Fred Bodimer joined KMOX in 1982 after graduating from the University of Missouri at Columbia, School of Journalism. Bodimer is the Health and Religion editor for KMOX News and executive news producer for The Mark Reardon Show, Total Information PM, Total Information AM Saturday and The Hancock and Kelley Show.
Over the past two decades at KMOX, Bodimer has interviewed the Reverend Dr. Billy Graham, the Dalai Lama, Archbishop Raymond Burke, Cardinal Justin Rigali and coordinated the station’s award wining coverage of Pope John Paul the Second’s visit to St. Louis in 1999. He also is the religion editor for CBS News…and for 15 years wrote, produced and anchored AP Radio’s World of Religion syndicated weekly news program. Bodimer also anchors the regular features “The Week in Religion,” “Report on Religion,” “The Week in Health” and “Sixty Seconds to Better Health.”
During his time at KMOX, Bodimer has won numerous awards including “The Edward R. Murrow” award for outstanding continuous coverage of the clergy sex abuse scandal, “The Wilbur Award,” “The Angel Award,” and “The Missouri Broadcasters Award” for best religion news coverage. Over the years, Bodimer has produced for some of the station’s legendary names including Anne Keefe and Bob Hardy.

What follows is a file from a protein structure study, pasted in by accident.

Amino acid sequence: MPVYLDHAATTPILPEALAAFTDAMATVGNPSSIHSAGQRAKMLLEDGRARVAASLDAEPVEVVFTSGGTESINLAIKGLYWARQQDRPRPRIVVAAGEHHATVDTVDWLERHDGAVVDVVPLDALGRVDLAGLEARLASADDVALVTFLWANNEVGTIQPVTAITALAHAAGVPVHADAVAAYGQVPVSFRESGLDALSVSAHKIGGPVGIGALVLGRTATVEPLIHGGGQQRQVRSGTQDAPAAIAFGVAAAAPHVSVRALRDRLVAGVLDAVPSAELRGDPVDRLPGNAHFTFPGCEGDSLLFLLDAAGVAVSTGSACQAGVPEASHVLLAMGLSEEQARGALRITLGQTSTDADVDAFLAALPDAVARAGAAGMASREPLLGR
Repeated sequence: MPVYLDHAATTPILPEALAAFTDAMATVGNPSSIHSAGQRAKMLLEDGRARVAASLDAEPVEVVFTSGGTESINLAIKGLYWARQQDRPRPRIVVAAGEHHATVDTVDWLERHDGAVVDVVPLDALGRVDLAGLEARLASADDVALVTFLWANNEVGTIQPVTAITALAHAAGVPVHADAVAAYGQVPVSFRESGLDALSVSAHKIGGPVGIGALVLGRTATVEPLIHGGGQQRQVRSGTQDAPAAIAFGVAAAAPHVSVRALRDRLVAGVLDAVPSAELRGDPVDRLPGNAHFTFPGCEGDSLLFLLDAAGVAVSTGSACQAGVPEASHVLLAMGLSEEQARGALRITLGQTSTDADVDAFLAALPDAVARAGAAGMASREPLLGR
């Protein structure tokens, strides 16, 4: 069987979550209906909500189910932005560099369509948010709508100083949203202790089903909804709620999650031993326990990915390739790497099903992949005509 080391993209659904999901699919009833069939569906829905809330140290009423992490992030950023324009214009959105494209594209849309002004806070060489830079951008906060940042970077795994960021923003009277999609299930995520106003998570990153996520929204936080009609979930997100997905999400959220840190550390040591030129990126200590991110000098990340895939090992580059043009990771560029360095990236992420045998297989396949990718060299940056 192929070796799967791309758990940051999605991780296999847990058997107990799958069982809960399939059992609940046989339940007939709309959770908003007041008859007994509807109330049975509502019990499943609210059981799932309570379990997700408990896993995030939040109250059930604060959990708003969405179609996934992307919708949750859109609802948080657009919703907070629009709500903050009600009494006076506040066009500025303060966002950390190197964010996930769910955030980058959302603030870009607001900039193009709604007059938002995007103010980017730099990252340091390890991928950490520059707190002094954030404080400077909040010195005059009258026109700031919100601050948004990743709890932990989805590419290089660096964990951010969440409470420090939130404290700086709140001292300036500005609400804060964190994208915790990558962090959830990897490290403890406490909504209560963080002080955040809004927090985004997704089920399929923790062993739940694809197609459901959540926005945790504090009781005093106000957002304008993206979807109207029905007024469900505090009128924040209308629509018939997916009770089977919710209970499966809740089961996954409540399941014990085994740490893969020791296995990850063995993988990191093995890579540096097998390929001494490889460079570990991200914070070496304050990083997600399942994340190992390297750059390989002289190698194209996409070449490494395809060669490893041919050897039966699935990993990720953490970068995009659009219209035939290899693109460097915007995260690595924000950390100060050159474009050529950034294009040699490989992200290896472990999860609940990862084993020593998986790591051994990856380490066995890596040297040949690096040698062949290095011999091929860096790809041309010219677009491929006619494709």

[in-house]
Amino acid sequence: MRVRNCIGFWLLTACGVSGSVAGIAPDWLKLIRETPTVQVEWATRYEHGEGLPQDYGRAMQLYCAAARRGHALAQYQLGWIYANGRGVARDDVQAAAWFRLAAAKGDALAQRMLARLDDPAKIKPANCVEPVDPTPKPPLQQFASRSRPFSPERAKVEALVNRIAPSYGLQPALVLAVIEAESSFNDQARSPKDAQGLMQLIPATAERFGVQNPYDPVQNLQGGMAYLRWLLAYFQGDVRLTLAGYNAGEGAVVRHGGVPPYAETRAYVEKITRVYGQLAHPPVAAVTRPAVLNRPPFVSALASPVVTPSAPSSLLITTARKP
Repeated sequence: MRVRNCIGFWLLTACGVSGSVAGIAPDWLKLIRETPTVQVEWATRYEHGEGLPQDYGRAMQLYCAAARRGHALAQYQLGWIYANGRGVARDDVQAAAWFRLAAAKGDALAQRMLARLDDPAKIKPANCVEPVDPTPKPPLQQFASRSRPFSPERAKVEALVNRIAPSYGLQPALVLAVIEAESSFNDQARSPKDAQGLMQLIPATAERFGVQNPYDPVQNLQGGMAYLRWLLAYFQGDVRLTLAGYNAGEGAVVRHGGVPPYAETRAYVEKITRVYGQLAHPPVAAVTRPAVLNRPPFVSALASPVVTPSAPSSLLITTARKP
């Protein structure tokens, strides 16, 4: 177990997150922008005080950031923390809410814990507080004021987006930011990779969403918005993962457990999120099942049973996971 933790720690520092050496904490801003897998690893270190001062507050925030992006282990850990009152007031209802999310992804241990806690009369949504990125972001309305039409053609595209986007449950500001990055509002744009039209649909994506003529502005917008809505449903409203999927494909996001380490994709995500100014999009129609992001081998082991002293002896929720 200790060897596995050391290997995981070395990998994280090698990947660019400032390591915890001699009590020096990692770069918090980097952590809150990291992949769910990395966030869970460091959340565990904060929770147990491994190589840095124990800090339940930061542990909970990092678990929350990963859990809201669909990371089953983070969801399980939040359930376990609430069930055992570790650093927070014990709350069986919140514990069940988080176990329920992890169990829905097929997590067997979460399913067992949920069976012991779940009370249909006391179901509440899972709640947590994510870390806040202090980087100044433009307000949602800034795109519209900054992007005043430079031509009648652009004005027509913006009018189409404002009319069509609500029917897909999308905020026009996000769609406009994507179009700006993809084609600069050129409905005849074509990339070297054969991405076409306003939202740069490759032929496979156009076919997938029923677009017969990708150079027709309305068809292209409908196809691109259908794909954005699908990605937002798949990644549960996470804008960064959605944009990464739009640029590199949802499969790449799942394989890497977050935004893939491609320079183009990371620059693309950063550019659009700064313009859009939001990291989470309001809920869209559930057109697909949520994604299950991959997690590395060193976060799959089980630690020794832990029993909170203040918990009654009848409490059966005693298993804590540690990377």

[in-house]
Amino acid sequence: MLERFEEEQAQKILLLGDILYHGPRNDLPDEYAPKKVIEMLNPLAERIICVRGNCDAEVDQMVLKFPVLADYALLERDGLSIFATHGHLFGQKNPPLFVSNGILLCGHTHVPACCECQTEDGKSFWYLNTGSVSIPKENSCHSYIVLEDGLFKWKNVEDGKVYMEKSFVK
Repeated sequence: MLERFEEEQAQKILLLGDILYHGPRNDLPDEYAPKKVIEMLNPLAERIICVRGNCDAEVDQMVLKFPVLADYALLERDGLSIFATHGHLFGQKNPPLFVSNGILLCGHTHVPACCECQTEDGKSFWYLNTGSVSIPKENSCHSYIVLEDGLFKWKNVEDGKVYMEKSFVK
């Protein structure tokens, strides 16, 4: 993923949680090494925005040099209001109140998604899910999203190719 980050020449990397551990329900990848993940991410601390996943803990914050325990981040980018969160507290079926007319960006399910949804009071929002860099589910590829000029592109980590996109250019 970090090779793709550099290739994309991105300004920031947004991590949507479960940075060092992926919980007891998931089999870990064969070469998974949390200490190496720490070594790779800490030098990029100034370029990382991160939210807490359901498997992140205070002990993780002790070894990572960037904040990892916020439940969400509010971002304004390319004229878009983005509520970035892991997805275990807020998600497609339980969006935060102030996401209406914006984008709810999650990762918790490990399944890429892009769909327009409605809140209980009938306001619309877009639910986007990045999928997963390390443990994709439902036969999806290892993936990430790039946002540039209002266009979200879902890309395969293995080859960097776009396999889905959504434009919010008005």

The Heartbleed bug has been crawling through practically every computer website for many months now.
The dangerous condition is characterized by high blood pressure and excessive protein levels in urine during pregnancy.
A new development in treatment and recovery for those who are paralyzed, could possibly change many lives.
A Florissant Police Officer and Cross Keys Middle School teacher save the life of a student whose heart suddenly stopped.
A recent study done by St. Louis-based Express Scripts may predicts a drug spending increase by 2016 up to 63 percent.
Saint Louis University researchers are studying a medical food to help treat Alzheimer’s Disease.
Recent studies have reported an association between the use of testosterone therapy and increased risk of death, heart attack or stroke.
A new Washington University School of Medicine study finds that could be the case, if girls and women of all ages adopted healthier lifestyles.
Catholics criticized Archbishop Wilton Gregory for building and moving into the massive residence, made possible by a large grant from a wealthy donor.
A new study finds women who drink two or more diet sodas a day are 30 percent more likely to have a heart attack, and 50 percent more likely to die.